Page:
Career Focus Topics
Helping Students Prepare for Successful Careers
Helping students develop the skills, knowledge, and habits they need to prepare for postsecondary programs, jobs, and ultimately, successful careers is a critical challenge for today’s educators. Mathematica has conducted a variety of studies examining issues and initiatives related to career-focused education.
High school career and technical education (CTE) programs are increasingly seeking to help students prepare for both jobs and some form of postsecondary education. For the National Assessment of Vocational Education, Mathematica assessed the efficacy of CTE programs in reducing dropout rates and improving students' postsecondary outcomes, including their postsecondary educational attainment and earnings. We also analyzed student participation in CTE programs and the factors that predict students' decisions to participate.
Mathematica staff conducted a random assignment evaluation of the Roads to Success program, which was designed to help forge connections between students' school experiences and their aspirations for adulthood, as an ongoing part of the middle and high school program. The results are available here.
Policymakers, advocates, and educators have been working to enhance CTE programs in high schools by integrating technical and academic instruction. The U.S. Department of Education contracted with Mathematica to help select and support curriculum developers as they infused more opportunities to apply math skills into their CTE curricula. We also summarized the lessons learned from this effort and developed study design options for assessing the impact of these curricula on students' math and technical skills.
With federal support, some industry associations have developed standards to help educators and students identify the skills needed to be successful in certain careers. In addition, some industries have developed certification programs for those who acquire specific skills. Our researchers examined efforts to implement national skill standards, finding that success hinges in large part on the availability of appropriate instructional materials and local employers' familiarity with the standards. Skill standards and certification tests have figured prominently in recent efforts to improve schools' information technology classes. We completed the first national study of high school and college information technology skill certification programs.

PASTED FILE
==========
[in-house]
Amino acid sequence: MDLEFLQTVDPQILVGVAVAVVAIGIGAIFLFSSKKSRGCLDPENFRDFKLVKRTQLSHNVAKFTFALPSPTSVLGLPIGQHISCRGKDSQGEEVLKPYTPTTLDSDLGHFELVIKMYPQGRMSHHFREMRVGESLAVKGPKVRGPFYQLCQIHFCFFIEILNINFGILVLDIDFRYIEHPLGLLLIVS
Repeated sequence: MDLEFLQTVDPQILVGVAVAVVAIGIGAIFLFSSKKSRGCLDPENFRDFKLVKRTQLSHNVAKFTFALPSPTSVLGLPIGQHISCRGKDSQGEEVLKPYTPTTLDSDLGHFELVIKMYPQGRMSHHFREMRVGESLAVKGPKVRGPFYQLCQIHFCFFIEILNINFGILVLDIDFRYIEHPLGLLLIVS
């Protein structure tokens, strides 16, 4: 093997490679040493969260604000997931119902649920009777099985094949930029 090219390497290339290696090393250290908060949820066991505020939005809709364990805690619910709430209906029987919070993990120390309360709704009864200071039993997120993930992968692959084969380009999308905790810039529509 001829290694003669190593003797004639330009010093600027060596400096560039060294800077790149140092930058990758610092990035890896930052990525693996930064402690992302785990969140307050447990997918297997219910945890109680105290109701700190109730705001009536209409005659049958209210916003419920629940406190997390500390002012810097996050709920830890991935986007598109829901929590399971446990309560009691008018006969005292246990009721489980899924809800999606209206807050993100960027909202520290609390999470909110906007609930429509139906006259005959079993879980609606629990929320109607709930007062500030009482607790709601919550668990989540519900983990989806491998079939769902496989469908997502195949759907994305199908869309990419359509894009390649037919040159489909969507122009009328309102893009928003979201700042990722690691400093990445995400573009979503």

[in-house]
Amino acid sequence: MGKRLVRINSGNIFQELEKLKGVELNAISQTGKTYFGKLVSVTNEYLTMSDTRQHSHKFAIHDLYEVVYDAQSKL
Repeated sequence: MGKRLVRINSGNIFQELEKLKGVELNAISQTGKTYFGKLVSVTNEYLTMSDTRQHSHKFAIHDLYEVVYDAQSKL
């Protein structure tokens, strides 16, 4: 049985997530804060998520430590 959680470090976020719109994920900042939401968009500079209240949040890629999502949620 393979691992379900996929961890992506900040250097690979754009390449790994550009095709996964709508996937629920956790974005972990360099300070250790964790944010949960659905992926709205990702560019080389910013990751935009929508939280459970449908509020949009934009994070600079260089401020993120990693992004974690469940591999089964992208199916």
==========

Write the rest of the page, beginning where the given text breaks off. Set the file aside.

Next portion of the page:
Clarifying students' educational problems and needs is an important part of developing career-focused programs. We have examined postsecondary transitions to identify the career-related challenges students confront as they leave high school. We also looked at their use of specific types of career-focused high school experiences after they graduate.
Mathematica has conducted many other evaluations of efforts to enhance schools' career-focused programs. Our tech-prep study evaluated career-focused programs that offer opportunities to earn college credits during high school. We also conducted the National Evaluation of School-to-Work Implementation, which assessed states' and local partnerships' progress in expanding and improving a wide array of career-focused programs and learning activities.